Finally, we find no merit to the Union's assertion that the Arbitrator erred in relying on OPM's approval of the Agency's performance appraisal system to sustain a finding that the Agency properly designated Element 4 as a critical element. The Arbitrator expressly found that the appraisal system, including Element 4, met the requirements of 5 U.S.C. § 4302.b.1, as well as 5 C.F.R. §§ 430.203 and 430.209. See Award at 10. As such, the Arbitrator did not rely exclusively -- if at all -- on the prior OPM approval of the Agency's appraisal system in sustaining the validity of Critical Element 4.
In sum, the Union has failed to establish that the Arbitrator erred, as a matter of law, in finding that the Agency satisfied all regulatory requirements in designating Element 4 a critical element. Consequently, we deny the exception.
B. The award draws its essence from the parties' agreement.
The Union alleges that the Arbitrator's finding that Article 43.5.A of the parties' agreement had not been violated is deficient. We construe this as a claim that the award fails to draw its essence from the parties' agreement.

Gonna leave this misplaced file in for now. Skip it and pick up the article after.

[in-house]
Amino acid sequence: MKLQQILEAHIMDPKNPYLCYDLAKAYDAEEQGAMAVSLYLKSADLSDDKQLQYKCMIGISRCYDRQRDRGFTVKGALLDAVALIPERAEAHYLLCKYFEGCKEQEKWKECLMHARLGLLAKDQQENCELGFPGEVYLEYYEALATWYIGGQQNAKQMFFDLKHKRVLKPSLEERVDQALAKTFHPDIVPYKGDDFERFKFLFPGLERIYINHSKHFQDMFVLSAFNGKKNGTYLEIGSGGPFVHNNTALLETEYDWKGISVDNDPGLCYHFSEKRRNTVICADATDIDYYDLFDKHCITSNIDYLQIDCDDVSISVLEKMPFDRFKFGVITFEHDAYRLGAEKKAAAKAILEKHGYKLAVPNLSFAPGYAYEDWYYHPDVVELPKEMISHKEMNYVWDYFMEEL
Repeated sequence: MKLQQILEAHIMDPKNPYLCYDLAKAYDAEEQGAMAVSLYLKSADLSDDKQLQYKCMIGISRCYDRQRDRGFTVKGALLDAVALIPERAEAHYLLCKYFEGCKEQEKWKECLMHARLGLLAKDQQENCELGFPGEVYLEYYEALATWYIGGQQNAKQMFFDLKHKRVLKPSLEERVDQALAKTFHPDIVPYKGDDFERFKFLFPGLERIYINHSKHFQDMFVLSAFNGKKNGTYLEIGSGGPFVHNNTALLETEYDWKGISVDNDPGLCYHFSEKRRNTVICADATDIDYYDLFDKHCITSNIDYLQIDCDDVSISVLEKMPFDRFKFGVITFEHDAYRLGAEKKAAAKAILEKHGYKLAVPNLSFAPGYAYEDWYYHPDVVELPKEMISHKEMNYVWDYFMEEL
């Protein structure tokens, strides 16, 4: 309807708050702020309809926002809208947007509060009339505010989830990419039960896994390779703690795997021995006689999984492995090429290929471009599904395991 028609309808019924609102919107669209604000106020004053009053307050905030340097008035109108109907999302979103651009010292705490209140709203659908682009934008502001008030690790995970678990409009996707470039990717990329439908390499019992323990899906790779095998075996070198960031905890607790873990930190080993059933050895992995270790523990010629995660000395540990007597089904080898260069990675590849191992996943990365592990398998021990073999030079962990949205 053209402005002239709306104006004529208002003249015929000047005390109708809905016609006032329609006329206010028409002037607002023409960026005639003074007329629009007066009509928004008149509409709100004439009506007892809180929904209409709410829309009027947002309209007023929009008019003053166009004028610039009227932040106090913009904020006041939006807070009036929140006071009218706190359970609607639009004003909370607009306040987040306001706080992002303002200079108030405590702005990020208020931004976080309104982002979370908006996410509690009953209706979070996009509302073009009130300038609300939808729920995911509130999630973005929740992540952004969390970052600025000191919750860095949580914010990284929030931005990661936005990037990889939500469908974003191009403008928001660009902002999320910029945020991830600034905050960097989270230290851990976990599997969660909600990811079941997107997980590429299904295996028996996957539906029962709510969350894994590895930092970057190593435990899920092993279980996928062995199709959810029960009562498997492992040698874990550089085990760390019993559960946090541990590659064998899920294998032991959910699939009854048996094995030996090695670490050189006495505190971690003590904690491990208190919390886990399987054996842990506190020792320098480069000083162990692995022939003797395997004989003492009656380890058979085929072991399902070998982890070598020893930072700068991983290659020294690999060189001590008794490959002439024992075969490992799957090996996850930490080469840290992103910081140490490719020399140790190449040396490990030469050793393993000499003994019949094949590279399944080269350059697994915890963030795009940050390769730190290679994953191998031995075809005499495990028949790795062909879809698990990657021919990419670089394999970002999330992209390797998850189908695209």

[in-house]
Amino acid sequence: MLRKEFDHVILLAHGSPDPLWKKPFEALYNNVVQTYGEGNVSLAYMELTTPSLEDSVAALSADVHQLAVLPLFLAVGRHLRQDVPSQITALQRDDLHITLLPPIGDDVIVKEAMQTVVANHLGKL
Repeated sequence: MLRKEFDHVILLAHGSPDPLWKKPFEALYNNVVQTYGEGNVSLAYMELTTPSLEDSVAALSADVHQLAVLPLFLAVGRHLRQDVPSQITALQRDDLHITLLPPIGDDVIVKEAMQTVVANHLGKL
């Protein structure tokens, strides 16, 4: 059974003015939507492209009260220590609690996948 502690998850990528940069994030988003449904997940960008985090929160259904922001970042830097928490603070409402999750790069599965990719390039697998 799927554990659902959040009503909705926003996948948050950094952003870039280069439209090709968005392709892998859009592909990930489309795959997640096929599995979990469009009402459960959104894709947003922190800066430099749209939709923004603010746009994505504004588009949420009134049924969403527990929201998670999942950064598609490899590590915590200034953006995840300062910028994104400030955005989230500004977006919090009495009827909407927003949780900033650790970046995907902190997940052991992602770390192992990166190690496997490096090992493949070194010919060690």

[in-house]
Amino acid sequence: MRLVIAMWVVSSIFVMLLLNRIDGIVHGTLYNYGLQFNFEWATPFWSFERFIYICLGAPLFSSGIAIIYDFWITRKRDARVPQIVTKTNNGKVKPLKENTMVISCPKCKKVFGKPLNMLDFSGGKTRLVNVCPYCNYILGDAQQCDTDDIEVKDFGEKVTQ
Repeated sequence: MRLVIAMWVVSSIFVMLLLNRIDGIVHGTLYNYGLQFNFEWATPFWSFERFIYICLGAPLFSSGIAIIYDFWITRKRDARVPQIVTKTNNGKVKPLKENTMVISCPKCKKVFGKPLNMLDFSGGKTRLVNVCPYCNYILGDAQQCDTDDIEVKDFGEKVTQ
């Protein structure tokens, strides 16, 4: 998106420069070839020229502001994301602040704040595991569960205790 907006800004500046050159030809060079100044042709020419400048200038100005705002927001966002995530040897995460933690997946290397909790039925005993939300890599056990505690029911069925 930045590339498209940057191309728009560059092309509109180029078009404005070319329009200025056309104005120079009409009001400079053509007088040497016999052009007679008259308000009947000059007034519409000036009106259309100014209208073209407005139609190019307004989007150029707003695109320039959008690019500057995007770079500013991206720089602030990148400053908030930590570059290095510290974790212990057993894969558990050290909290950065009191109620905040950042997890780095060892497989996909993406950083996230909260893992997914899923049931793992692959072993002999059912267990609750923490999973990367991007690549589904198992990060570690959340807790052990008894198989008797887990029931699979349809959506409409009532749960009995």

In resolving exceptions that challenge an arbitrator's interpretation of a collective bargaining agreement, the Authority applies the deferential "essence" standard of review that the federal courts apply in reviewing awards in the private sector. See United States Dep't of Labor (OSHA), 34 FLRA 573, 575 (1990) (DOL). In order for an award to be found deficient as failing to draw its essence from the agreement, it must be established that the award: (1) cannot in any rational way be derived from the agreement; (2) is so unfounded in reason and fact and so unconnected with the wording and purposes of the agreement as to manifest an infidelity to the obligation of an arbitrator; (3) does not represent a plausible interpretation of the agreement; or (4) evidences a manifest disregard of the agreement. DOL, 34 FLRA at 575. The Authority defers to arbitrators in this context "because it is the arbitrator's construction of the agreement for which the parties have bargained." Id. at 576.